BBC NEWS Americas Africa Europe Middle East South Asia Asia Pacific Arabic Spanish Russian Chinese Welsh

 You are in:  World: Asia-Pacific
Front Page 
Middle East 
South Asia 
From Our Own Correspondent 
Letter From America 
UK Politics 
Talking Point 
In Depth 

Commonwealth Games 2002

BBC Sport

BBC Weather

Tuesday, 2 April, 2002, 20:01 GMT 21:01 UK
Endangered apes sing out in Vietnam
Tonkin Snub-nosed Monkey (Flora and Fauna International)
The researchers found a new group of rare monkeys
test hello test
By Clare Arthurs
BBC Hanoi correspondent
The songs of one of the world's smallest and most endangered apes have been recorded for the first time in Vietnam.

Researchers say the recordings confirm that at least eight Eastern Black-crested Gibbons still survive in northern Vietnam.

Listen to the Gibbon songs

The researchers, from the conservation group Fauna and Flora International (FFI), say there is an urgent need for more to be done to protect the apes.

They are one of five primate species in northern Vietnam that are on the brink of extinction, say conservationists.

The apes are also known as Hainan Gibbons because China's Hainan island is the only other place where they have already been found. Just 14 exist on the island.

Mating call

The FFI conservationists say their recordings were taken in Cao Bang province, on the border with China. They also interviewed village hunters and believe another six of the small apes are still alive in Bac Kan province.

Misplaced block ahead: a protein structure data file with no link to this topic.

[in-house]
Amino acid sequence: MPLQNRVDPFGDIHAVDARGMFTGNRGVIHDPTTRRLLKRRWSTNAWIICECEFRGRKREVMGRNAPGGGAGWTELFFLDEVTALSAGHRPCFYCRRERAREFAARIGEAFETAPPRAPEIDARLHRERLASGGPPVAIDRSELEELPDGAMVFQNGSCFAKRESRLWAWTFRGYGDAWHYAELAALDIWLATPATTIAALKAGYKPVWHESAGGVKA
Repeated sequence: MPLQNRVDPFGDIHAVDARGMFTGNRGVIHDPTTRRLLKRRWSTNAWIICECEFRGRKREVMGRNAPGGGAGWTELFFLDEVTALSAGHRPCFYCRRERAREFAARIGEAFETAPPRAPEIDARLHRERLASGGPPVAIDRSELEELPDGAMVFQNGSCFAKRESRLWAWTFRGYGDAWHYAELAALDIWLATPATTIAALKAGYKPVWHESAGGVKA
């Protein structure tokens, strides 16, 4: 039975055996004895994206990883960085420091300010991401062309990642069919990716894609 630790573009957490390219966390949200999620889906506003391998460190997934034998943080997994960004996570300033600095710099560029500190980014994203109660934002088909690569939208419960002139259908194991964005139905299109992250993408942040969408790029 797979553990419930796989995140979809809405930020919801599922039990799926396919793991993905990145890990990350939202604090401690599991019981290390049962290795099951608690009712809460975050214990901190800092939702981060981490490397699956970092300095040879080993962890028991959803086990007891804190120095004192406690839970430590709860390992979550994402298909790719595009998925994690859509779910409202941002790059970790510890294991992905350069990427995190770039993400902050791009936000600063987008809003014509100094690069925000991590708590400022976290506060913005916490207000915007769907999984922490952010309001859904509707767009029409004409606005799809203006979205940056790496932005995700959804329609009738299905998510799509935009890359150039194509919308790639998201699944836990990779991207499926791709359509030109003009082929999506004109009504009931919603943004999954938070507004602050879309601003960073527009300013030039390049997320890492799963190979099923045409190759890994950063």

Remains of a monkey (Flora and Fauna International)
Monkeys in Vietnam are threatened by the hunting trade

However, the pressure from hunters is blamed for the apes effectively losing their voices - researchers have been unable to identify the Bac Kan group as they have stopped their signature early morning songs.

Males and females sing complex harmonies to mate and to mark territory.

The new discovery suggests there are now about 30 Eastern Black-crested Gibbons in the world.

But in a hopeful sign for the survival of primates in Vietnam, FFI says its researchers have also found a new group of the endangered Tonkin Snub-nosed Monkey, which is found in just one part of northern Vietnam.

FFI's Vietnam manager, Frank Momberg, says the country has a rich bio-diversity but its apes are at risk.

"If a primate species is lost, it will be from Vietnam," he says.

Mr Momberg says small apes have been overshadowed by previous campaigns to save the great apes, gorillas and orang-utans.

Losing interest

He blames a new shift to protecting landscapes and bio-diversity in general for the lack of attention paid by scientists and conservationists to the endangered smaller primates.

In Vietnam they are threatened by hunting and the wildlife trade, and by loss of habitat.

Some programmes to educate local villagers about the need to protect their wildlife are successful, but FFI says it is time for the rest of the world to help Vietnam.

Otherwise the song of the Eastern Black-crested Gibbon could be forever silent within five years.

Endangered apes
Listen to the song of the Eastern Black-crested Gibbons
See also:

10 Aug 01 | Sci/Tech
Cultural habits of chimps
14 Mar 01 | Sci/Tech
Primate roots of red-green vision
13 Aug 01 | Africa
Saving man's distant cousin
26 Sep 00 | Sci/Tech
Monkey species 'gone for good'
12 May 00 | Sci/Tech
Dire outlook for many primates
Internet links:

The BBC is not responsible for the content of external internet sites

Links to more Asia-Pacific stories are at the foot of the page.

E-mail this story to a friend

Links to more Asia-Pacific stories